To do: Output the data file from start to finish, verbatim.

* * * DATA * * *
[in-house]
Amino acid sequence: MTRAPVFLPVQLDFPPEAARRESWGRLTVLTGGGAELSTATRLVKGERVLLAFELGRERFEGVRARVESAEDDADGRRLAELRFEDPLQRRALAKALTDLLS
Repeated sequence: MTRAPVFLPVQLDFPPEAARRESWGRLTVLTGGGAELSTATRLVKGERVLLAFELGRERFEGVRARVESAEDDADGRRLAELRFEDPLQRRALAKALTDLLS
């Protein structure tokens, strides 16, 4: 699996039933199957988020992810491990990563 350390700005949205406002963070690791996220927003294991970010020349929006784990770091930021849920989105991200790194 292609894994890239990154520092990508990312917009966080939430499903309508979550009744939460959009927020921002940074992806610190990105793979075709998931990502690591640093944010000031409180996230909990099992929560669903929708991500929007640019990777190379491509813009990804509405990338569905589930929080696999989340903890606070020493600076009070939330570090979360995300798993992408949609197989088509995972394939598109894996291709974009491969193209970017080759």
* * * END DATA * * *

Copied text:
[in-house]
Amino acid sequence: MTRAPVFLPVQLDFPPEAARRESWGRLTVLTGGGAELSTATRLVKGERVLLAFELGRERFEGVRARVESAEDDADGRRLAELRFEDPLQRRALAKALTDLLS
Repeated sequence: MTRAPVFLPVQLDFPPEAARRESWGRLTVLTGGGAELSTATRLVKGERVLLAFELGRERFEGVRARVESAEDDADGRRLAELRFEDPLQRRALAKALTDLLS
């Protein structure tokens, strides 16, 4: 699996039933199957988020992810491990990563 350390700005949205406002963070690791996220927003294991970010020349929006784990770091930021849920989105991200790194 292609894994890239990154520092990508990312917009966080939430499903309508979550009744939460959009927020921002940074992806610190990105793979075709998931990502690591640093944010000031409180996230909990099992929560669903929708991500929007640019990777190379491509813009990804509405990338569905589930929080696999989340903890606070020493600076009070939330570090979360995300798993992408949609197989088509995972394939598109894996291709974009491969193209970017080759």